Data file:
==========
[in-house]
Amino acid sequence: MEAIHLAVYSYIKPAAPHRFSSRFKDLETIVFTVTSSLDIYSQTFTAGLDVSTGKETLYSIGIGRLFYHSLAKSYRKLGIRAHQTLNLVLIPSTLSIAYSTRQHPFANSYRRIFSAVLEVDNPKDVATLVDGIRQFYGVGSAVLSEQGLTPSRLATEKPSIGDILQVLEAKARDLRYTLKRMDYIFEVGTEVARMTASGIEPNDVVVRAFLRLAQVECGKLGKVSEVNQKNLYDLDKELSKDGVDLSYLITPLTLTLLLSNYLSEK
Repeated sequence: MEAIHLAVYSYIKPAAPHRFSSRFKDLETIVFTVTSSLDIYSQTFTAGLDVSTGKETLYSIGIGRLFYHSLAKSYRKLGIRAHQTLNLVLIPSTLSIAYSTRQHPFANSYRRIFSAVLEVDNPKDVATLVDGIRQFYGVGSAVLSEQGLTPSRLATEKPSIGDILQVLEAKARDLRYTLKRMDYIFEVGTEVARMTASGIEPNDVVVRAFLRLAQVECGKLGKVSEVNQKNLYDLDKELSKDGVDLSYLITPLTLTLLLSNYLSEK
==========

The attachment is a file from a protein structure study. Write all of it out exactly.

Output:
[in-house]
Amino acid sequence: MEAIHLAVYSYIKPAAPHRFSSRFKDLETIVFTVTSSLDIYSQTFTAGLDVSTGKETLYSIGIGRLFYHSLAKSYRKLGIRAHQTLNLVLIPSTLSIAYSTRQHPFANSYRRIFSAVLEVDNPKDVATLVDGIRQFYGVGSAVLSEQGLTPSRLATEKPSIGDILQVLEAKARDLRYTLKRMDYIFEVGTEVARMTASGIEPNDVVVRAFLRLAQVECGKLGKVSEVNQKNLYDLDKELSKDGVDLSYLITPLTLTLLLSNYLSEK
Repeated sequence: MEAIHLAVYSYIKPAAPHRFSSRFKDLETIVFTVTSSLDIYSQTFTAGLDVSTGKETLYSIGIGRLFYHSLAKSYRKLGIRAHQTLNLVLIPSTLSIAYSTRQHPFANSYRRIFSAVLEVDNPKDVATLVDGIRQFYGVGSAVLSEQGLTPSRLATEKPSIGDILQVLEAKARDLRYTLKRMDYIFEVGTEVARMTASGIEPNDVVVRAFLRLAQVECGKLGKVSEVNQKNLYDLDKELSKDGVDLSYLITPLTLTLLLSNYLSEK